Honours are a tangible way a country can thank its citizens for rendering valuable and important services. Almost every country in the world possesses a system of orders, decorations and medals. In Canada the Crown is the fount of all official honours.
As The Queen's representative, the Lieutenant Governor carries out official investiture ceremonies throughout the year. Honours such as the various Exemplary Service Medals, the Service Medal of the Order of St. John and other official honours are presented by the Lieutenant Governor on behalf of The Queen. The Lieutenant Governor also serves as Chancellor of the Order of Nova Scotia and Vice Chancellor of the Order of St. John, and presides over investiture ceremonies for these two Orders. There are also occasions when the Lieutenant Governor presents the Order of Canada and bravery decorations.
Established in 2001, the Order of Nova Scotia is a single class Order awarded to residents of Nova Scotia who have distinguished themselves by an outstanding contribution to the cultural life or to the social or economic well-being of the province, by an outstanding achievement or by excelling in any field of endeavour to the benefit of the people of the province and elsewhere.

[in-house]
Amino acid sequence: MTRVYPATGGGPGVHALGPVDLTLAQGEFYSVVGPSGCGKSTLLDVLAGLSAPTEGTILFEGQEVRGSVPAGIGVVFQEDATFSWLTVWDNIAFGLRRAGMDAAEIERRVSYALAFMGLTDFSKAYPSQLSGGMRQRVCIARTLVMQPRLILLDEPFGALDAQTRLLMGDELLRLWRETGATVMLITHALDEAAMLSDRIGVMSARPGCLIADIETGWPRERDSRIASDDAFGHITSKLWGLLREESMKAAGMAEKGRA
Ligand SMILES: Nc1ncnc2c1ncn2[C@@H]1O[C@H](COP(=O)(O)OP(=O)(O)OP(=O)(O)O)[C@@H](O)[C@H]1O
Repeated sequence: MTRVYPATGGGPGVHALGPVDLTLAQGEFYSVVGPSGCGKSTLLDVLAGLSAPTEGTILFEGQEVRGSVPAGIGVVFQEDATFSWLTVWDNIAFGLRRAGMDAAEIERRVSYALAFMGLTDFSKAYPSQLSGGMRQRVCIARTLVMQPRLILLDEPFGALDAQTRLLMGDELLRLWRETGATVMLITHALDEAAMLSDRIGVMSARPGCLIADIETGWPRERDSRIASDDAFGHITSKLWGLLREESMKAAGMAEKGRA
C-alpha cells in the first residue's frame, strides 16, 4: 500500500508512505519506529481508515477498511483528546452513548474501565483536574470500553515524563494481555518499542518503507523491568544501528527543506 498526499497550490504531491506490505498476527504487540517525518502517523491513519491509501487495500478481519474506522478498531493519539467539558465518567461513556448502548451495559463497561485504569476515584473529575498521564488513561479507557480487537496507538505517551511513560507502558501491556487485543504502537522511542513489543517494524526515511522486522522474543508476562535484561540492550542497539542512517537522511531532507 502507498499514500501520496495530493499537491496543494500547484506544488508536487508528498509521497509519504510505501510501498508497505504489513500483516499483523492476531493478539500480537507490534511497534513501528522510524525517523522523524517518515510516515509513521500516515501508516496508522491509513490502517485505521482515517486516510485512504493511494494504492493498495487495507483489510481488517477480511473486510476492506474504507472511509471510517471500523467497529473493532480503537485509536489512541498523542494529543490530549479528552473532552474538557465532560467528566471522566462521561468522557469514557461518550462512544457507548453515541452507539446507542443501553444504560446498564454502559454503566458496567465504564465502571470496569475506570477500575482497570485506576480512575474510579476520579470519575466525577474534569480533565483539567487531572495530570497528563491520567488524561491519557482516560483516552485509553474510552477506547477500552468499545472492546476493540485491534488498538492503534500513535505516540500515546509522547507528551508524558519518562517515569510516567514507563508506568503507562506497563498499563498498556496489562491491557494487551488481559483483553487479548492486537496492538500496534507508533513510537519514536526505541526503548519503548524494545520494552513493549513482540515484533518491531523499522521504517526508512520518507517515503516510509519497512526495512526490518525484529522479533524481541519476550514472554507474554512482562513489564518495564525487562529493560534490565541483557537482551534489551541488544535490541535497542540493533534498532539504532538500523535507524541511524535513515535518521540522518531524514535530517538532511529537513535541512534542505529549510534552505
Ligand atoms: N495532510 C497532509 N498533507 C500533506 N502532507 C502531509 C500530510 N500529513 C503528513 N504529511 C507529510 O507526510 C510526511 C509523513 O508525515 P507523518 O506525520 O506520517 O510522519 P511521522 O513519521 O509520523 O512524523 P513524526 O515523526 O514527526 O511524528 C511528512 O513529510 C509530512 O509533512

Appointments to the Order are made by the Lieutenant Governor on the advice of the Advisory Council of the Order of Nova Scotia. A maximum of five appointments may be made to the Order per year. The Order of Nova Scotia investiture is held annually in the fall.
Canada's oldest continuously awarded honour, the Order of St. John is bestowed in recognition of voluntary services rendered to the Order (St. John Ambulance) in an exemplary manner. The Order consists of five grades; Bailiff Grand Cross; Knight/Dame of Grace/Justice; Commander; Officer and Serving Member. Appointments are made in the name of The Queen and an investiture is held annually at Government House.